Five Ways Comparisons Hurt You

@carol_mcclain

“Not that we dare to classify or compare ourselves with some of those who are commending themselves. But when they measure themselves by one another and compare themselves with one another, they are without understanding” 2 Cor. 10:12.

My husband and I go to craft show (for me, mostly to recoup some of the money I dump into my glasswork). A few weekends ago, I had a phenomenal show.

We set up in Townsend, TN. My stock had dwindled from our last show, and I had little to sell. By God’s grace, I nearly sold out, and thus, I made a killing. (“Killing” is a loosely, defined word.) For me, Townsend proved to be the most profitable show.

I preened as we packed up. As we all know, pride goes before a fall (Pr. 16:18). I discovered how pitifully I did when I compared myself to my husband. He’s a fantastic guitar builder, and he sold fourteen cigar-box guitars! Talk about making a killing.

But …

Suddenly I felt like a failure. I made less than half of what he made. I spent as much time as he working, and my paltry take, my 11 books sold, my glasswork admired and bought, but he beat me.

This weekend we’re heading to a three-day show. I heard here, it’s not uncommon to make thousands of dollars. We won’t. We don’t have the supplies, but others will.

Are we failures?

Absolutely not!

I hadn’t failed in making less than my husband. Pride shouldn’t take the place of gratitude. God does not define us by our talent or our looks or our intellect. Only one thing matters: our character.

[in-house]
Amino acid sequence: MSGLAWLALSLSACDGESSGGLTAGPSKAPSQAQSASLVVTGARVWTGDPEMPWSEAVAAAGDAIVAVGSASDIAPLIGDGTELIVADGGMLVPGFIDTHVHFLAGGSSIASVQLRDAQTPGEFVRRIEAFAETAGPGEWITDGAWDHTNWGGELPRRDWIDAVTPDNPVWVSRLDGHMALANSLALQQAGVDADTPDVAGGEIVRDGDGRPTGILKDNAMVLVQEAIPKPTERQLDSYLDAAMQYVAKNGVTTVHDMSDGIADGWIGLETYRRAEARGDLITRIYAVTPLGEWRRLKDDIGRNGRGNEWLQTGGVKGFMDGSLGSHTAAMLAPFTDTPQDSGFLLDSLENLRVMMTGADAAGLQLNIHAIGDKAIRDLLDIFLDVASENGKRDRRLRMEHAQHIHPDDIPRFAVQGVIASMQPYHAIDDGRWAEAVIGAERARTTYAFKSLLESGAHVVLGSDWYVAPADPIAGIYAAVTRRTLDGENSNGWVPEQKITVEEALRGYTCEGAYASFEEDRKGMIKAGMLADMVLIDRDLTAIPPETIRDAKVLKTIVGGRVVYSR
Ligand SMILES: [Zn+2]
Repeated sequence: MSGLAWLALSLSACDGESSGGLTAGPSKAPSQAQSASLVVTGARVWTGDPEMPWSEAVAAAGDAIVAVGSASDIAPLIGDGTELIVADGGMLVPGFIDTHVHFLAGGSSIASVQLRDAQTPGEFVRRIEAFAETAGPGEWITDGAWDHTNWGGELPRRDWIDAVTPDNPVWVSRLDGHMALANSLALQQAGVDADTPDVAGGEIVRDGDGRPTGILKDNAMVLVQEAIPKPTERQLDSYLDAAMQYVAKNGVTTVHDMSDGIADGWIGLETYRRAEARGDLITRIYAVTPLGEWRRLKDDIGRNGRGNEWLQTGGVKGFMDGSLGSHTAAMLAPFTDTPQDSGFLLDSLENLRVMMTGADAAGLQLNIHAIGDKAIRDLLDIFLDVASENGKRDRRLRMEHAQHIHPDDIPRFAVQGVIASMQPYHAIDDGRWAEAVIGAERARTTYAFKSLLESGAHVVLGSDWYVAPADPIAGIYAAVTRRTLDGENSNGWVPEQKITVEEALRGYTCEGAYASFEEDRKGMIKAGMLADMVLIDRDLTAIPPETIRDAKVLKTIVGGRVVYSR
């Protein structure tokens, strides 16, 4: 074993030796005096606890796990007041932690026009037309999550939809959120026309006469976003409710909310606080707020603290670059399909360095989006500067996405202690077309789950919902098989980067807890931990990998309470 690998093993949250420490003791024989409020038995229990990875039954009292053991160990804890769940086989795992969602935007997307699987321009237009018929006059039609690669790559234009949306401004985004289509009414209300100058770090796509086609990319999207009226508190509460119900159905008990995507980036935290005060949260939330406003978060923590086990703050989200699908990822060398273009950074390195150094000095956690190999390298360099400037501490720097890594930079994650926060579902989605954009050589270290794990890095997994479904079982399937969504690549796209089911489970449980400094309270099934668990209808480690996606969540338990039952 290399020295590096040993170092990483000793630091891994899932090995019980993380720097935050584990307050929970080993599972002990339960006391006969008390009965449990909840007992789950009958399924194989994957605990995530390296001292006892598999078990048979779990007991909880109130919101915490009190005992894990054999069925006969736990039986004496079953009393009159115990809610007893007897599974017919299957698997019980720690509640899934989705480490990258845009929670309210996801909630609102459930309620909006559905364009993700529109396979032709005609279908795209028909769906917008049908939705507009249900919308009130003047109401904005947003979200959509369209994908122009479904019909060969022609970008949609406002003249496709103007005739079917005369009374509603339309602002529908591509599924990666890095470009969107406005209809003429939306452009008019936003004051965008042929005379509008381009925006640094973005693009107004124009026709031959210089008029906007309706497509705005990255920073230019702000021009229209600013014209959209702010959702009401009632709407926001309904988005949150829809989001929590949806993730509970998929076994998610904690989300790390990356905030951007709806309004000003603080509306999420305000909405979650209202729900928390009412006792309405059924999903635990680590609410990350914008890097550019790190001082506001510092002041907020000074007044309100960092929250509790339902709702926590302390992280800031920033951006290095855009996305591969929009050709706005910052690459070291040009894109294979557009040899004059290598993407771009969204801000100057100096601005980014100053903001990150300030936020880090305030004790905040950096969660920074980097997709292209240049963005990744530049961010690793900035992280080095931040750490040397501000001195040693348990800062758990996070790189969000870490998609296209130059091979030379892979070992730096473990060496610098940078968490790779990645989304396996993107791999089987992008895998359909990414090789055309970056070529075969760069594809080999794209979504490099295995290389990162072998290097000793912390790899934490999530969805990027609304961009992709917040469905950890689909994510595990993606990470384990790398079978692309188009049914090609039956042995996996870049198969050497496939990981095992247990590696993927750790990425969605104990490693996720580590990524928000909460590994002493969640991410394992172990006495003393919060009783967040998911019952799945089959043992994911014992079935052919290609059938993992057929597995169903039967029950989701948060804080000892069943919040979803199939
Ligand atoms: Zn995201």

What do comparisons do?

  1. Make us feel worthless. No matter how good we are, someone is always better.
  2. We focus on other people’s lives, and we forget the gift of our life.
  3. We lose joy because we focus on our flaws or our material lacking.
  4. We feel we don’t have the right to grieve because others have it worse.
  5. We will always fall short.

We need to remember, we are fearfully and wonderfully made by a God who loved us so much he died for us (Ps 139:14, John 3:16).

If we believe we’ve failed, what are we saying about those with disabilities? Those with Down syndrome, cerebral palsy, cognitive impairment. Are aging parents worthless? A blind newborn? A single mother living in a trailer park?

The answer?

NO.

Mozart had an insane musical gift. If he never wrote a concerto, then he would’ve failed. He tested his own work. He can boast in what he, himself, did. He worked hard, and the world now delights.

“But let each one test his own work, and then his reason to boast will be in himself alone and not in his neighbor” Gal. 6:4.

Work with what you have. Remember what’s most important in life:

“He has told you, O man, what is good; and what does the Lord require of you but to do justice, and to love kindness, and to walk humbly with your God?” Micah 6:8.

A New York Yankee on Stinking Creek

In my book A New York Yankee on Stinking Creek, Kiara knows she’s better than her
neighbor. Delia Mae is certain she’s more holy and righteous than that atheist who moved in across the road.

 

The ladies were two sides of a black and white cookie. Comparisons hurt.

1 Comment

  1. Carol, you gave us a marvelous reminder about the damages comparison makes in our lives, both the giver (sometimes actually shows a lack of self-confidence) and the receiver who feels like a failure or ugly or “less than” in many other ways. I like the way this blog connects with your book “A New York Yankee on Stinking Creek.”

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